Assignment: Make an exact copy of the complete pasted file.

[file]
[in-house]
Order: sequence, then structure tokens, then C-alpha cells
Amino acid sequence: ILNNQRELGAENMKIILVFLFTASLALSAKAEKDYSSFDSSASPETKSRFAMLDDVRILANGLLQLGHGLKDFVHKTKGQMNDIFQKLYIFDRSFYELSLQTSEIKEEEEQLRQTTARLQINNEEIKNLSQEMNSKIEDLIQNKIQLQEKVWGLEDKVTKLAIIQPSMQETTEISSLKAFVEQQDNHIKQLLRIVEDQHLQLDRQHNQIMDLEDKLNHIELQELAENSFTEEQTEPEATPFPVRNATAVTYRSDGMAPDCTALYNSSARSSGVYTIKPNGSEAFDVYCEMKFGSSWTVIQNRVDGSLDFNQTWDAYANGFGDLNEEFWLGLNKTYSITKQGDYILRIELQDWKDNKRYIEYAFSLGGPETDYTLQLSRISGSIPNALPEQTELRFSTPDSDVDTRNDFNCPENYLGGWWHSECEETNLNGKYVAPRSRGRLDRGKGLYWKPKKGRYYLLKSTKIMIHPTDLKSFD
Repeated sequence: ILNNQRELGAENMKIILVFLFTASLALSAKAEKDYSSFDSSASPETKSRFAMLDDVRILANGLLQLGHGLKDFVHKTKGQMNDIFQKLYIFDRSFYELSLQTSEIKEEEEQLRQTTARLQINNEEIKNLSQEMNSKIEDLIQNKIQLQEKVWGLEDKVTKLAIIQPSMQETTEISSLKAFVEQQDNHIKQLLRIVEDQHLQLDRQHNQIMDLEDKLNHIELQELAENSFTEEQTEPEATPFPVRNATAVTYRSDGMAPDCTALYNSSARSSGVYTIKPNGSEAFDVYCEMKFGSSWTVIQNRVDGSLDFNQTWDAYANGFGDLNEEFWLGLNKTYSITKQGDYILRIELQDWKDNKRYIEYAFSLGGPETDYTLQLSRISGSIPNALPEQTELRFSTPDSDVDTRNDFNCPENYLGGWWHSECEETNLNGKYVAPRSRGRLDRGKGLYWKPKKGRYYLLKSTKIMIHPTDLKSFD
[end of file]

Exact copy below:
[in-house]
Order: sequence, then structure tokens, then C-alpha cells
Amino acid sequence: ILNNQRELGAENMKIILVFLFTASLALSAKAEKDYSSFDSSASPETKSRFAMLDDVRILANGLLQLGHGLKDFVHKTKGQMNDIFQKLYIFDRSFYELSLQTSEIKEEEEQLRQTTARLQINNEEIKNLSQEMNSKIEDLIQNKIQLQEKVWGLEDKVTKLAIIQPSMQETTEISSLKAFVEQQDNHIKQLLRIVEDQHLQLDRQHNQIMDLEDKLNHIELQELAENSFTEEQTEPEATPFPVRNATAVTYRSDGMAPDCTALYNSSARSSGVYTIKPNGSEAFDVYCEMKFGSSWTVIQNRVDGSLDFNQTWDAYANGFGDLNEEFWLGLNKTYSITKQGDYILRIELQDWKDNKRYIEYAFSLGGPETDYTLQLSRISGSIPNALPEQTELRFSTPDSDVDTRNDFNCPENYLGGWWHSECEETNLNGKYVAPRSRGRLDRGKGLYWKPKKGRYYLLKSTKIMIHPTDLKSFD
Repeated sequence: ILNNQRELGAENMKIILVFLFTASLALSAKAEKDYSSFDSSASPETKSRFAMLDDVRILANGLLQLGHGLKDFVHKTKGQMNDIFQKLYIFDRSFYELSLQTSEIKEEEEQLRQTTARLQINNEEIKNLSQEMNSKIEDLIQNKIQLQEKVWGLEDKVTKLAIIQPSMQETTEISSLKAFVEQQDNHIKQLLRIVEDQHLQLDRQHNQIMDLEDKLNHIELQELAENSFTEEQTEPEATPFPVRNATAVTYRSDGMAPDCTALYNSSARSSGVYTIKPNGSEAFDVYCEMKFGSSWTVIQNRVDGSLDFNQTWDAYANGFGDLNEEFWLGLNKTYSITKQGDYILRIELQDWKDNKRYIEYAFSLGGPETDYTLQLSRISGSIPNALPEQTELRFSTPDSDVDTRNDFNCPENYLGGWWHSECEETNLNGKYVAPRSRGRLDRGKGLYWKPKKGRYYLLKSTKIMIHPTDLKSFD